This gave me unable to find valid certification path to requested target, which was good progress because it meant the cipher spec had been accepted.

I added in the Java parameters to identify the key store and trust store

. /opt/mqm/java/bin/setjmsenv64

ks=”$kss $ksp $kst”
ts=”$tss $tsp $tst”

java $ks $ts -Djava.library.path=/opt/mqm/java/lib64 JmsJndiBrowser -i file:///home/colinpaice/mq/JNDI-Directory -c CF1 -d MYQUEUE

and it worked successfully.

Use the pkcs11 HSM external keystore.

I changed the file to specify the external keystore (with format pkcs11) on a USB device rather than a file on disk (format pkcs12).


but this gave

find / pkcs11 not found pkcs11 KeyStore not available

You have to tell Java where to find the pkcs11 code. This is configured in the file. You can find it using find $JAVA_HOME/ -name . This gave me the file name /usr/lib/jvm/java-8-oracle/jre/lib/security/

It had the list of security providers,

and is missing an entry for pkcs11.

You can edit this file, or override it. To override it, create a file like with

security.provider.10=SunPKCS11 /home/colinpaice/mq/nitrokey.cfg


  • .10 is the next in sequence after the .9 in the file
  • SunPKCS11 says use the Sun module.
  • /home/colinpaice/mq/nitrokey.cfg use this configuration file for the pkcs11 device.

Tell Java to use this override file, by using the Java option

The configuration file name for the pkcs11 is /home/colinpaice/mq/nitrokey.cfg with content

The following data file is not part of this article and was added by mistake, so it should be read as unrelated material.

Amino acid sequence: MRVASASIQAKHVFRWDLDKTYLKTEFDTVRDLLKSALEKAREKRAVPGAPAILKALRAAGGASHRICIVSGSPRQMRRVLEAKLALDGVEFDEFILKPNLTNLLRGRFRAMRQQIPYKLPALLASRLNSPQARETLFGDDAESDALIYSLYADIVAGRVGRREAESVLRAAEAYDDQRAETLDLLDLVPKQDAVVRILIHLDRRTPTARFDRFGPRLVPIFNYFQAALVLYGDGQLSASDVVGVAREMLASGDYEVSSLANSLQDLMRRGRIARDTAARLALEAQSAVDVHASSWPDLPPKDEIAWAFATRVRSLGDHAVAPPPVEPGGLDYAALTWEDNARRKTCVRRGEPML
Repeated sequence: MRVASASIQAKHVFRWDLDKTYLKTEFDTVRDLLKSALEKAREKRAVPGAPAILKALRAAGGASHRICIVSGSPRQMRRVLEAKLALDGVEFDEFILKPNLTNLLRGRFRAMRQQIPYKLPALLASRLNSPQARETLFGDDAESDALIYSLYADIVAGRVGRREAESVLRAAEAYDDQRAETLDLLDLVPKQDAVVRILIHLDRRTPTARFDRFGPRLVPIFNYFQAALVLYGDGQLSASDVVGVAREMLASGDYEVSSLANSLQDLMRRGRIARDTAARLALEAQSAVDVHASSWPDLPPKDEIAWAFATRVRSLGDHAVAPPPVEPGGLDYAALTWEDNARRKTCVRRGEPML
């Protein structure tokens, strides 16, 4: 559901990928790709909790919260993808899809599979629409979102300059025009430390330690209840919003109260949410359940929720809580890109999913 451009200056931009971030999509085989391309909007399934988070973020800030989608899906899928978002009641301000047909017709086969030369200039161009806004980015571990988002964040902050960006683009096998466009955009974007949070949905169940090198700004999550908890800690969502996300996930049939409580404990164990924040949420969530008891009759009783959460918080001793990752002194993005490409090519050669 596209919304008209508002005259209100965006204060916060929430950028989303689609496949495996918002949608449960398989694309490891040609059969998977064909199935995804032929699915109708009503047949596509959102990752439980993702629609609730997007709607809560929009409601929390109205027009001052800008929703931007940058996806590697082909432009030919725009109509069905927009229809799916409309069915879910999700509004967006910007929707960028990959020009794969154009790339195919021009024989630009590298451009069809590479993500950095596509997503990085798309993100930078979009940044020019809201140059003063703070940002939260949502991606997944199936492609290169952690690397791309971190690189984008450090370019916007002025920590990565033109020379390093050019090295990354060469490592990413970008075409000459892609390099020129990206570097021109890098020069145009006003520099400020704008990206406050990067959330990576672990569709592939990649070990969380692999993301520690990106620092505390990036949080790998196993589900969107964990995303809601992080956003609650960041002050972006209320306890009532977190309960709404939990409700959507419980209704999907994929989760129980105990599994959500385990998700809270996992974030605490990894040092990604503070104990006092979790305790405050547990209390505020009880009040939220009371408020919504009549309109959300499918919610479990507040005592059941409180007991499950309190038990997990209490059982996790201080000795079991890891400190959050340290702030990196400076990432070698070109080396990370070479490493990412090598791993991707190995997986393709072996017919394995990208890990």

name = nitrokey
library = /usr/lib/x86_64-linux-gnu/

With these parameters the output from the JmsJndiBrowser command was

Initial context found!
Browse starts
No more messages

Success – and it only took me half a day! The hardest part was known what to specify for the security.provider…… parameter.

4 thoughts on “Getting a Java program to use a TLS MQ channel, and use an external USB keystore.

  1. wrt your failure to use JmsBrowser with a CCDT (that you gave up on). Remember that if you are planning to use a CCDT, you must not over-ride things like the channel name in the program. Remove all the flags that specify channel attributes, -h -p and -l.


    1. Good points – how do get JMSBrowser to use a CCDT? Specify the environment variables and remove the other options?
      I dont think I can specify the SSLCryptoHardware in the CCDT, do I have to use environment variables for this?


      1. Looking at the source of JMSBrowser, I can’t see how you can use it with a CCDT. Java clients do not pay attention to the MQCHLLIB/TAB environment variables not the mqclient.ini equivalents, and the provision in JMS to supply a CCDT is not used by this sample. Also, if you do not specific the channel name and/or hostname details it hard codes them in the program so there is no way to not specify them. I guess that is why JmsJndiBrowser exists! It is the sample I always use because setting it up with a CCDT is nice and easy!